It is reassuring that even daily placement of a pipette into the vitreous through a scleral opening, that was re-used each day, did not affect FDM over the course of the 11 sham injections. As was reported by Coulombre (Coulombre, 1956), placing a hollow pipette into the vitreous chamber of embryonic chick eyes greatly slowed the enlargement of the eyes over a four day period, suggesting that intraocular pressure was critically important for embryonic eye enlargement. However, in that study, the pipette was left in place continuously. In addition, the inner diameter of the tube (0.25 mm) was large in proportion to the initial embryonic eye diameter (1.0 mm). Our tree shrews were postnatal, not embryonic, at the age they began treatment. The eyes were much larger (approximately 7.5 mm in axial length) (Norton, Amedo and Siegwart, Jr., 2010) and the scleral opening (0.25 mm) was very small in comparison to the size of the eyes. After withdrawing the pipette, no outflow of vitreous was observed and, except during the pipette insertion, the conjunctival tissues covered the scleral opening, perhaps preserving IOP. Measures of IOP (Tonolab, Tiolat, Helsinki, Finland) in one animal each from the sham and the water groups, 24 hours after the last intravitreal injection, found no indication that the IOP was lower in the injected FD eye, suggesting that the series of injections had no long-term effect on IOP.
Daily injections of all four vehicle solutions slowed the development of FDM to some degree, and the specific substance injected was very important. NaCl (0.85%) had the least impact. Ascorbic acid, added to NaCl, further disrupted FDM. Water, and water+ascorbic acid, strongly disrupted the development of FDM. Something about the specific characteristics of the vehicle solutions disrupted the retinal signals that otherwise would have stimulated the emmetropization mechanism to produce axial ocular elongation and myopia. The factors that may have caused this disruption are considered in the next section. First, however, it is important to consider that the observed reduction in FDM, even the strong effect seen with the water vehicle, could have been produced by a brief daily interruption in retinal GO signaling.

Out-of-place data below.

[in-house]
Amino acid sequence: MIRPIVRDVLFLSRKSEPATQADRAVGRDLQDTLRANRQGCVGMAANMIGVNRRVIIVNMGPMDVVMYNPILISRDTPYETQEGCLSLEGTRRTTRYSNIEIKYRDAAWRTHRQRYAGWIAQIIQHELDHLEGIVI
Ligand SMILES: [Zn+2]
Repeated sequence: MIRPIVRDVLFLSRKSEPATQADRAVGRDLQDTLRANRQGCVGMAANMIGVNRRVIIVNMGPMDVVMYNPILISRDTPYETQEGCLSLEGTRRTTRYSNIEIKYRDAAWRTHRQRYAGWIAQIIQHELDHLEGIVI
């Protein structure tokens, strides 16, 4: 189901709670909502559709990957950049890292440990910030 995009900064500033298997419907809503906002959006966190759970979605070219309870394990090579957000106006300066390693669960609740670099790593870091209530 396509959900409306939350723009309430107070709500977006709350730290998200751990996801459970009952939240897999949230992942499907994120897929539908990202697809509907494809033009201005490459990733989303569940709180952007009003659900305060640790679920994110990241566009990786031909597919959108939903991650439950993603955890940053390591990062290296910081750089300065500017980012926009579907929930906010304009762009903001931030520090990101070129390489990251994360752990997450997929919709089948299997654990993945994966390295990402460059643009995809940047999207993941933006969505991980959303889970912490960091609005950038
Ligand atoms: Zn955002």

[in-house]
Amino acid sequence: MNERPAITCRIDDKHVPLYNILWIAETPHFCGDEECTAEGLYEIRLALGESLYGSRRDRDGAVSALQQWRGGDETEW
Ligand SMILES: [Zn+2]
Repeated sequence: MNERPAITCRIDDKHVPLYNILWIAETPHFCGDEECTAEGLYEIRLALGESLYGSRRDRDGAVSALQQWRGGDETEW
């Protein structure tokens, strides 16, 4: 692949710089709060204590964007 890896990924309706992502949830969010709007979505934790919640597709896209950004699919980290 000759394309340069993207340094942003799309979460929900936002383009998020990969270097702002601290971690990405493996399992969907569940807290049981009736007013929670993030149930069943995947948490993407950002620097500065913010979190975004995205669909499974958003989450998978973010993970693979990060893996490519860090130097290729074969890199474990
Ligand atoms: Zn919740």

Many details of the retinal signaling that produces vitreous chamber enlargement and refractive myopia are still unknown. However, when the retina is deprived of clear images with a translucent diffuser, the collective response of the retinal neurons may be characterized operationally as GO signals. Some of the retinal signals travel through the central visual pathways to produce visual perception and may affect emmetropization by altering accommodation. In addition, retinally-generated GO (and STOP) signals pass in a signaling cascade through the direct emmetropization pathway (RPE, choroid, sclera) that alters scleral gene expression, producing remodeling and axial elongation and myopia (Gao, Frost, Siegwart, Jr. and Norton, 2011; George, Schmid and Pow, 2005; Guo, Frost, He, Siegwart, Jr. and Norton, 2013; Guo, Frost, Siegwart, Jr. and Norton, 2014; Norton and Rada, 1995). Similar, but probably not identical, GO signals occur in the retina when a negative power lens is held in front of an eye, producing lens-induced myopia (LIM) (Kee, Marzani and Wallman, 2001; Morgan, Ashby and Nickla, 2013; Nickla and Totonelly, 2011; Nickla, Wildsoet and Wallman, 1997; Wildsoet, 1997; Wildsoet and Wallman, 1995). After leaving the retina, FD produces mRNA GO signatures in the tree shrew choroid and sclera that are nearly identical to those produced by a negative lens and are distinct from the STOP signals produced in these tissues during recovery from induced myopia (Guo, Frost, Siegwart, Jr. and Norton, 2014; He, Frost, Siegwart, Jr. and Norton, 2014; Rohrer and Stell, 1994). In these structures, FD causes an active GO signal, rather than a decreased or absent STOP signal.